Surely this was it! I turned a corner to be met by another booth and a turnstile, and another long queue. More questions, more stares, and I could pass. A metre ahead of me yet another turnstile. More questions. I wondered how there could be questions with a journey of only 3 steps from the previous booth. Eventually, I was able to go through. Even the Jordanians were showing some sympathy for me.
I could see 'freedom' ahead of me, the fresh air. I was finally out, and needed to find the right bus. But before I took a few steps, another security guard grabbed my arm. 'Wait' he said. He took my phone, and started asking questions again. I became indignant and said I refused to go through this all again. He told me it was illegal to take photos of public buildings, and warned me not to take any more photos, and if I did, he would take the phone and delete everything in it. Ordering me to delete yet more photos, I duly obliged and broke away from the encounter.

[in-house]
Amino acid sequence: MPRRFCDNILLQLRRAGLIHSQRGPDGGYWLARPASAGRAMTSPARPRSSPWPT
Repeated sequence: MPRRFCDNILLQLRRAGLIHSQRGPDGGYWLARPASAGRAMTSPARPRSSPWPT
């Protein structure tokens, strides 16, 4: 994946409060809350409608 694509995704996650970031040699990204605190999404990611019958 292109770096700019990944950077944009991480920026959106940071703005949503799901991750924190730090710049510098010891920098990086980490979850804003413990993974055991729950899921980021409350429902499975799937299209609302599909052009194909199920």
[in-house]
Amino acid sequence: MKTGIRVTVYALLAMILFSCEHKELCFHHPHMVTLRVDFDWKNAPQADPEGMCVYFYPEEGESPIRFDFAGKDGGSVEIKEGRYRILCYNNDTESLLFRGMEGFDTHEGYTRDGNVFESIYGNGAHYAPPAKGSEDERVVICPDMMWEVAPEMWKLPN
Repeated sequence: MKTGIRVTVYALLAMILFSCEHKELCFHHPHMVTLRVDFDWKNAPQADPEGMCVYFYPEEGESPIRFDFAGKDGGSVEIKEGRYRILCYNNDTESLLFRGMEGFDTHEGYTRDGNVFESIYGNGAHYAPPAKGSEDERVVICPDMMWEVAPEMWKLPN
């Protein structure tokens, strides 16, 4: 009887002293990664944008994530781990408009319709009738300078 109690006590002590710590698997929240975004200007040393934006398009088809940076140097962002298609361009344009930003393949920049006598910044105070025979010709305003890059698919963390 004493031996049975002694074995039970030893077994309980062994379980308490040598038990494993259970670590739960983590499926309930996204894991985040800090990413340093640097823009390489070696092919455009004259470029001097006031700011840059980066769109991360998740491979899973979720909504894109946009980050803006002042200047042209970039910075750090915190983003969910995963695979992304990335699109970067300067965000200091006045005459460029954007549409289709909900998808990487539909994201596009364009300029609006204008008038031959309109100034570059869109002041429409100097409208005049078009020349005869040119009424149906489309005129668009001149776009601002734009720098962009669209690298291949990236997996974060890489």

A bus had been waiting a long time, I jumped on and arrived at the Palestinian border. Warmly welcomed, and through in 2 minutes - I arrived in Jericho to collect my car and return to Tel Aviv.
The 4 km journey had taken the best part of 5 hours, 4 of which were at the Israeli checkpoint. I was advised that although many tourists use this border, it wasn't the best option.
The cultural differences between the three borders was stark. Next time I decide to take up the offer of a quick day trip, I shall think again. Especially about which way to go. For me as a European and countless trips to Israel, I didn't expect so many questions after one day as a tourist. It is wise to remember that these delays can happen for no apparent reason. I was told I picked the 'wrong day'. In all there had been 10 stages/checkpoints to travel just one kilometre. I don't know if there would have been any less had I picked the right day!